Asian shares fall after Trump takes aim at China tech firms

Asian shares tumbled on Friday after US president Donald Trump ratcheted up already-heightened tensions with Beijing by banning US transactions with China's tech giant Tencent as well as ByteDance, the owner of video-sharing app TikTok.

MSCI's broadest index of Asia-Pacific shares outside Japan lost 1 per cent and Hong Kong's Hang Seng fell 2 per cent. Tencent, Asia's second-biggest company by market capitalisation, dropped 9.0 per cent.


Mainland China's CSI 300 Index fell 1.3 per cent while Japan's Nikkei slipped 0.6 per cent. S&P500 futures slid 0.5 per cent.

Trump's executive orders came as his administration said this week it was stepping up efforts to purge "untrusted" Chinese apps from US digital networks. Tencent owns the popular WeChat app.

The announcement blew off any excitement from China's trade data, which showed exports surged 7.2 per cent from a year earlier, way above economists' forecast of 0.2 per cent fall.

The news also poured cold water on what had been a mildly positive mood in financial markets on hopes US policymakers will finalise stimulus worth at least $1 trillion to support the country's fragile economy.

On Wall Street in the previous session, the S&P 500 gained 0.64 per cent and the Nasdaq Composite added 1 per cent, marking the fourth straight day of record peaks.

Investors expect another US stimulus package, though the White House and Democrats remained far apart about its size and what to include.

Risk appetite also got a mild boost after data showed on Thursday the number of Americans seeking jobless benefits for the first time fell last week to the lowest level since March.

Still, with a staggering 31.3 million people receiving unemployment checks in mid-July, there remain worries the labour market is stalling as the country battles a resurgence in new COVID-19 cases.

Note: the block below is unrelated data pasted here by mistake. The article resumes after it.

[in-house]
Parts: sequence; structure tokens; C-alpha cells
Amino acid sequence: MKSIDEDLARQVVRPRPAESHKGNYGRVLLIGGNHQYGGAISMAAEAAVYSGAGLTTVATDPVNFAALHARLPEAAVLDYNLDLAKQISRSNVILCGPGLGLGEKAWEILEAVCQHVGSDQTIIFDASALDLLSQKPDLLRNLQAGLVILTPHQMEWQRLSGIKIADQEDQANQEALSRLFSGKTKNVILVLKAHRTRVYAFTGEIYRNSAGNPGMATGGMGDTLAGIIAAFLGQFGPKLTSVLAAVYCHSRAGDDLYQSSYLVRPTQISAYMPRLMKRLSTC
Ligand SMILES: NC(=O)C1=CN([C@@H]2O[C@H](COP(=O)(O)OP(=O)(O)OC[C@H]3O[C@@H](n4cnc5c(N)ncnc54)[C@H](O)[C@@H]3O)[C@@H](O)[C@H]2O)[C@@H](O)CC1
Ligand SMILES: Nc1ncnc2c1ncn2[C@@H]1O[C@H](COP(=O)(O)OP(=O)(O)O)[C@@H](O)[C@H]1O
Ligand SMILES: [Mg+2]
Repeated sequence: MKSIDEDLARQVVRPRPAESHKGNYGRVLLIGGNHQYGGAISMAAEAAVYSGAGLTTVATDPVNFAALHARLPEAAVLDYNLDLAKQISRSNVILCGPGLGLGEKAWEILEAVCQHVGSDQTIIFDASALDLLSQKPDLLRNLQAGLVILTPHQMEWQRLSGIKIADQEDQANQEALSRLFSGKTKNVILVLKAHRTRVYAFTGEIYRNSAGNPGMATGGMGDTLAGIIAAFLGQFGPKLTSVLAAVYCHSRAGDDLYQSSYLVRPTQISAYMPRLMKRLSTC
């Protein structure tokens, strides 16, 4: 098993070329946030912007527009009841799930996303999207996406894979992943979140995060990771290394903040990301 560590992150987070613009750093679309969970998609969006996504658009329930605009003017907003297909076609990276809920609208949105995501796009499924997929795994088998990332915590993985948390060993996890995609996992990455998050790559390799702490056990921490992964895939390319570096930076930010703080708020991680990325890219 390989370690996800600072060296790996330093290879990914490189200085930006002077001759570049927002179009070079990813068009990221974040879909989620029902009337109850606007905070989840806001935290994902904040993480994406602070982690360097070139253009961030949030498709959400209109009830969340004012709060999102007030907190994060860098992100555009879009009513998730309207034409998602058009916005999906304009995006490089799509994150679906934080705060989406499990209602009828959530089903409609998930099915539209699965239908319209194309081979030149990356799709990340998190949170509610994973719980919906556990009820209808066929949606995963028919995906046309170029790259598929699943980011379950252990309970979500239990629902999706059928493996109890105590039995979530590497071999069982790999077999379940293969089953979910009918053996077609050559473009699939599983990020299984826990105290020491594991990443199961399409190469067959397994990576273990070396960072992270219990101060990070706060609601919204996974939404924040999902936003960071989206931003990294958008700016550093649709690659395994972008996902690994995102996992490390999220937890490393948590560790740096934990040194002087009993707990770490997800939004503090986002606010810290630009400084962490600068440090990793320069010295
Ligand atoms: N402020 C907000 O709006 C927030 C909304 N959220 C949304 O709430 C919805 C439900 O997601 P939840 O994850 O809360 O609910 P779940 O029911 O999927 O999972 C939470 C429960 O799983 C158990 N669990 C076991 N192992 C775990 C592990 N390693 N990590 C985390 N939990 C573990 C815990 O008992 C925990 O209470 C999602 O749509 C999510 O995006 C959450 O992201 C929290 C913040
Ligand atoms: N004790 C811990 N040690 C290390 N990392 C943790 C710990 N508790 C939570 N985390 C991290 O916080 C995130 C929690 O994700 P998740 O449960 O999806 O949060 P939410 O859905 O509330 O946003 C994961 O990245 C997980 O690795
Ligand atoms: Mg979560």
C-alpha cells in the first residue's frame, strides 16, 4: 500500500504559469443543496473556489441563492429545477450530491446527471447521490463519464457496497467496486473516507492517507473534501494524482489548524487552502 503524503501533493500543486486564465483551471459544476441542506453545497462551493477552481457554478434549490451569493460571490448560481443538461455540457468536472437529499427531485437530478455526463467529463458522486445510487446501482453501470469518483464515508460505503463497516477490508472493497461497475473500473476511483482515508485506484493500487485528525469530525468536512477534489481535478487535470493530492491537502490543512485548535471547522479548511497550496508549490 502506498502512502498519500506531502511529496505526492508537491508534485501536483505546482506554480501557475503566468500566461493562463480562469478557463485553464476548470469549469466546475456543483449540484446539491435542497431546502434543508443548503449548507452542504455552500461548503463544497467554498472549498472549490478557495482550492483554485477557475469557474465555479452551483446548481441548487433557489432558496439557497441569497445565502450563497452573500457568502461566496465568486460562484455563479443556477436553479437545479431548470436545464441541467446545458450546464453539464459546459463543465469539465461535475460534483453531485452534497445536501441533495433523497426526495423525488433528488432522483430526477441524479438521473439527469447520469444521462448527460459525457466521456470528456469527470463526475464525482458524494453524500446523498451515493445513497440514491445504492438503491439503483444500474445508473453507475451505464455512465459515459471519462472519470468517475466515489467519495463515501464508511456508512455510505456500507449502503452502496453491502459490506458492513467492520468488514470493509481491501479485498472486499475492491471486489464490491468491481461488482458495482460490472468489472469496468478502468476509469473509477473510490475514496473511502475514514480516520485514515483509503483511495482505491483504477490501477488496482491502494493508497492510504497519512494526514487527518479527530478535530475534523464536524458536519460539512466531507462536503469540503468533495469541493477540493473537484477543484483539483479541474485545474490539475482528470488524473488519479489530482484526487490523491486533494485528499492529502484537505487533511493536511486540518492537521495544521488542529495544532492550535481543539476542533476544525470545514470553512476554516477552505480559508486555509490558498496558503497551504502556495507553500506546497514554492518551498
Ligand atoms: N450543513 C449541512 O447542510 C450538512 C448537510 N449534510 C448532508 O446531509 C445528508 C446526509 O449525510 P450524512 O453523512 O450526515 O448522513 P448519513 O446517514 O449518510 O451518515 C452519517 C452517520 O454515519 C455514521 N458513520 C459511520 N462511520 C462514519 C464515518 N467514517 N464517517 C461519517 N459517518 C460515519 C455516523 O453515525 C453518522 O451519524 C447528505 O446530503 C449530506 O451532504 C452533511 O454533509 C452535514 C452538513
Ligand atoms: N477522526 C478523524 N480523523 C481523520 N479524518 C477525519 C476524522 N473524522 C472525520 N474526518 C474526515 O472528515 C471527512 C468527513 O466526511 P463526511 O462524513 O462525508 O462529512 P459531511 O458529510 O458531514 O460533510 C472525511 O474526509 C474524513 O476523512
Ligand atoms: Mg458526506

The next focus is a closely-watched employment data by the US government, due at 1230 GMT, which is expected to show a payroll increase of 1.58 million in July, compared to 4.8 million in June.

US bond yields have flirted with historic lows, supported by investors' conviction that the Federal Reserve will keep monetary policy loose for the foreseeable future and could strengthen its commitment to low rates as early as next month.


The 10-year US Treasuries yield fell to a five-month low of 0.504 per cent and last stood at 0.535 per cent.

Trend-following speculators appear to be buying both stock futures and bond futures, unusual behaviour as they normally tend to rotate from one asset to another, said Masanari Takada, cross-asset strategist at Nomura Securities.

"They seem to be aggressively buying both Treasuries futures and Nasdaq futures, probably with high leverage as market volatility, especially that of Treasuries, has been so low. But this suggests after they have bought everything, there is risk they will sell everything," he said.

The prospects of a prolonged period of easy U.S. monetary policy is supporting various asset prices while depressing the dollar.

Gold hit a record high of $2,075.2 per ounce and last stood at $2,064. Silver has been ballistic in recent weeks and hit a seven-year high of $29.8384 per ounce, having gained 60 per cent so far this quarter.

The US dollar, which has been in a clear downtrend since late July, edged back against risk-sensitive currencies after Trump's move.

The euro fell 0.3 per cent to $1.1838 while the Australian dollar shed 0.35 per cent to $0.7214. The Chinese yuan eased 0.2 per cent to 6.9670 per dollar.

Still, many traders expect the dollar to weaken further.

"The US has spent a massive amount of money for stimulus and the Fed has expanded balance sheet aggressively. So the dollar is abundant now," said Tatsuya Chiba, manager of forex at Mitsubishi Trust Bank.

Oil prices were little changed, with Brent futures down 0.1 per cent at $45.04 per barrel.